House committee to address Department of Homeland Security cyberincidents

Share this article:

A federal panel today is scheduled to review the cybersecurity shortfalls at the U.S. Department of Homeland Security (DHS), the U.S. agency charged with defending the nation against computer — and terrorist — threats.

Scott Charbo, chief information officer of the DHS, is expected to testify before the U.S. House Subcommittee on Emerging Threats, Cybersecurity and Science and Technology in a 2 p.m. EST hearing titled "Hacking the Homeland: Investigating Cybersecurity Vulnerabilities at the Department of Homeland Security."

The call for a hearing came after officials told Congress that DHS has experienced more than 800 cyberincidents — including computer intrusions, virus and worm outbreaks, infected websites and data leaks — from 2005 to 2006, according to published reports. The committee also is expected to address IT budget concerns within DHS.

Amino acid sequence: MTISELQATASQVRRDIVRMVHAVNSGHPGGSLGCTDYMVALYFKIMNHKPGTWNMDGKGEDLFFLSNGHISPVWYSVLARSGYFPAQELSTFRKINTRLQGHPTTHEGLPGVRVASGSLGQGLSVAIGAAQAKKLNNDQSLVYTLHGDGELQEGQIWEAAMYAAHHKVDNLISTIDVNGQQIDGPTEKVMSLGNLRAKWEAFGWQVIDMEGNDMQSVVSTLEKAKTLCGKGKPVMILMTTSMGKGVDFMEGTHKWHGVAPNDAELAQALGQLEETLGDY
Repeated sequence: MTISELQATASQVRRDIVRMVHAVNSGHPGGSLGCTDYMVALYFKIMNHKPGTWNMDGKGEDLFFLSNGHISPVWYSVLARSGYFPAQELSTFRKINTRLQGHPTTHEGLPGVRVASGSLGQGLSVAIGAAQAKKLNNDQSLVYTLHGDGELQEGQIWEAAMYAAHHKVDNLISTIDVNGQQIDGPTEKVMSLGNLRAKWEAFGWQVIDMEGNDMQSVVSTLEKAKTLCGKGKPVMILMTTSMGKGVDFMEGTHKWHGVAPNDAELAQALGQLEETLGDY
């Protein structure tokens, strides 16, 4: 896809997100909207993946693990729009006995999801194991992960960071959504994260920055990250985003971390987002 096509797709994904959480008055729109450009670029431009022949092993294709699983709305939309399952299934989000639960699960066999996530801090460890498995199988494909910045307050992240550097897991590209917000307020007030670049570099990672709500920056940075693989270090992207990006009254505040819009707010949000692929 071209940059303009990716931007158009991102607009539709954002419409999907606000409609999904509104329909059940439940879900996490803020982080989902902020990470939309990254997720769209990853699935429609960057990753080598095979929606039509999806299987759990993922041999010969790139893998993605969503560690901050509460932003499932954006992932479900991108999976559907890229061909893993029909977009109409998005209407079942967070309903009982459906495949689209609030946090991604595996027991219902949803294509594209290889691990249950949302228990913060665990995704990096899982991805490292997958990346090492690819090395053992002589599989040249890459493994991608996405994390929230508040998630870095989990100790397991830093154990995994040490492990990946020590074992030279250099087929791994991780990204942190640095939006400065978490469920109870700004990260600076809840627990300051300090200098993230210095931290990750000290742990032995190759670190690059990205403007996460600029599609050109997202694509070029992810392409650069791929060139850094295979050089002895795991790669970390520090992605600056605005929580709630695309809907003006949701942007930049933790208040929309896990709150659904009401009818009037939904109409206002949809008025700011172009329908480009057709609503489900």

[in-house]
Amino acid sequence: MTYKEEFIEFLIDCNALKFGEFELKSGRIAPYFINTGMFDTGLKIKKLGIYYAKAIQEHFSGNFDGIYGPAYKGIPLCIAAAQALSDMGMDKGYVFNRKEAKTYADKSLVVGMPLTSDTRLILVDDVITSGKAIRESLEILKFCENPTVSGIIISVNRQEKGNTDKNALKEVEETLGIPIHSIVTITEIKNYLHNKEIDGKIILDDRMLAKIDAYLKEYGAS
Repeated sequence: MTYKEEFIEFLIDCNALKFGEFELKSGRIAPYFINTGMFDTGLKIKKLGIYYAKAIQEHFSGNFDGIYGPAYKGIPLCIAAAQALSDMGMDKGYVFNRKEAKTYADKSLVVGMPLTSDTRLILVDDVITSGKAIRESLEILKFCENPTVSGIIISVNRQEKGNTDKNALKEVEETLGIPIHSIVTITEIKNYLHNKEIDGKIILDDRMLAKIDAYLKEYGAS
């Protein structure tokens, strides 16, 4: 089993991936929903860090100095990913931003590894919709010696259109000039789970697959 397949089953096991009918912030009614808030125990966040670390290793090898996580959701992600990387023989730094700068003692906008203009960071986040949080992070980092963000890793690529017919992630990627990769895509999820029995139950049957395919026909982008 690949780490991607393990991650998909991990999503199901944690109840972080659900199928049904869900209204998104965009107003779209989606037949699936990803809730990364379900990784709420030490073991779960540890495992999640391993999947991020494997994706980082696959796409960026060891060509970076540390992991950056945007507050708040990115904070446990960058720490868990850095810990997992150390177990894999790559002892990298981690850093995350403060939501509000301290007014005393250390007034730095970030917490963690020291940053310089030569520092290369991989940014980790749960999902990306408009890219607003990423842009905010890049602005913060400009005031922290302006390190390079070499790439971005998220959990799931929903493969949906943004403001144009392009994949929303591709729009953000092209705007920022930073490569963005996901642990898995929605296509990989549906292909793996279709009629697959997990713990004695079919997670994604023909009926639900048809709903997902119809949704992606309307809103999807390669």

Also scheduled to testify are two Government Accountability Office officials: Gregory Wilshusen, director of information security issues, and Keith Rhodes, director of the Center for Technology and Engineering.

Earlier this year, DHS scored a "D" on Federal Information Security Management Act (FISMA) scorecards, up from a failing grade the prior year. The scores are based on FISMA audits of all federal agencies.

 

Click here to email reporter Dan Kaplan.

Share this article:

Sign up to our newsletters

More in News

Latest Citadel trick allows RDP access after malware's removal

Latest Citadel trick allows RDP access after malware's ...

Trusteer, an IBM company, said the new Citadel configuration was detected this month.

Cryptoblocker variant emerges, encryption differs from CryptoLocker

Trend Micro has detected a variant of CryptoLocker in the wild that relies on the advanced encryption standard.

Jimmy John's sandwich chain investigating possible breach

Some financial institutions have indicated that credit cards recently used at Jimmy John's locations have been used to make fraudulent purchases.